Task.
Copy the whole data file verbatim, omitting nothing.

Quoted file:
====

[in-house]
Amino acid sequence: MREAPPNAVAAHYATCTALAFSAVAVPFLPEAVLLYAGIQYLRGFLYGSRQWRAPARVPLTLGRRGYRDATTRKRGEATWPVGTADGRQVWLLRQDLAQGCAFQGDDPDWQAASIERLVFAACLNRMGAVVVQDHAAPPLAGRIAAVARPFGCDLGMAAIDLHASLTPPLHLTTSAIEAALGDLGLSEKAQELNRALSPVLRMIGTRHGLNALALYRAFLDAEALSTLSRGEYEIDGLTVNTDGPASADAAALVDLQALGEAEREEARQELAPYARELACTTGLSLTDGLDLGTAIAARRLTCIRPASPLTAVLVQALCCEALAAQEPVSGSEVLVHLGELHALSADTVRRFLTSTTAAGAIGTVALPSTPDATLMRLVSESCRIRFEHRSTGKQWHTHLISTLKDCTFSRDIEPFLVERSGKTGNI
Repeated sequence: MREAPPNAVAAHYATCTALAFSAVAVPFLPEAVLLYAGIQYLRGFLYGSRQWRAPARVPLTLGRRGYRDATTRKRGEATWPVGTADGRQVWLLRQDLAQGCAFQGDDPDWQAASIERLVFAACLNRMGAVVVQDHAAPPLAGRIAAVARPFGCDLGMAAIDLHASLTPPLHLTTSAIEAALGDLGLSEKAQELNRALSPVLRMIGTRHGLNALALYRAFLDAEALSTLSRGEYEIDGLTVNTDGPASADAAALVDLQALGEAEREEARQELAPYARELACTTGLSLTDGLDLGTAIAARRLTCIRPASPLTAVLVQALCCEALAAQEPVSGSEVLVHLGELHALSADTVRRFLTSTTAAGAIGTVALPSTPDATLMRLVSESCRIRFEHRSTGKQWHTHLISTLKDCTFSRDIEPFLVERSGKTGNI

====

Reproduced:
[in-house]
Amino acid sequence: MREAPPNAVAAHYATCTALAFSAVAVPFLPEAVLLYAGIQYLRGFLYGSRQWRAPARVPLTLGRRGYRDATTRKRGEATWPVGTADGRQVWLLRQDLAQGCAFQGDDPDWQAASIERLVFAACLNRMGAVVVQDHAAPPLAGRIAAVARPFGCDLGMAAIDLHASLTPPLHLTTSAIEAALGDLGLSEKAQELNRALSPVLRMIGTRHGLNALALYRAFLDAEALSTLSRGEYEIDGLTVNTDGPASADAAALVDLQALGEAEREEARQELAPYARELACTTGLSLTDGLDLGTAIAARRLTCIRPASPLTAVLVQALCCEALAAQEPVSGSEVLVHLGELHALSADTVRRFLTSTTAAGAIGTVALPSTPDATLMRLVSESCRIRFEHRSTGKQWHTHLISTLKDCTFSRDIEPFLVERSGKTGNI
Repeated sequence: MREAPPNAVAAHYATCTALAFSAVAVPFLPEAVLLYAGIQYLRGFLYGSRQWRAPARVPLTLGRRGYRDATTRKRGEATWPVGTADGRQVWLLRQDLAQGCAFQGDDPDWQAASIERLVFAACLNRMGAVVVQDHAAPPLAGRIAAVARPFGCDLGMAAIDLHASLTPPLHLTTSAIEAALGDLGLSEKAQELNRALSPVLRMIGTRHGLNALALYRAFLDAEALSTLSRGEYEIDGLTVNTDGPASADAAALVDLQALGEAEREEARQELAPYARELACTTGLSLTDGLDLGTAIAARRLTCIRPASPLTAVLVQALCCEALAAQEPVSGSEVLVHLGELHALSADTVRRFLTSTTAAGAIGTVALPSTPDATLMRLVSESCRIRFEHRSTGKQWHTHLISTLKDCTFSRDIEPFLVERSGKTGNI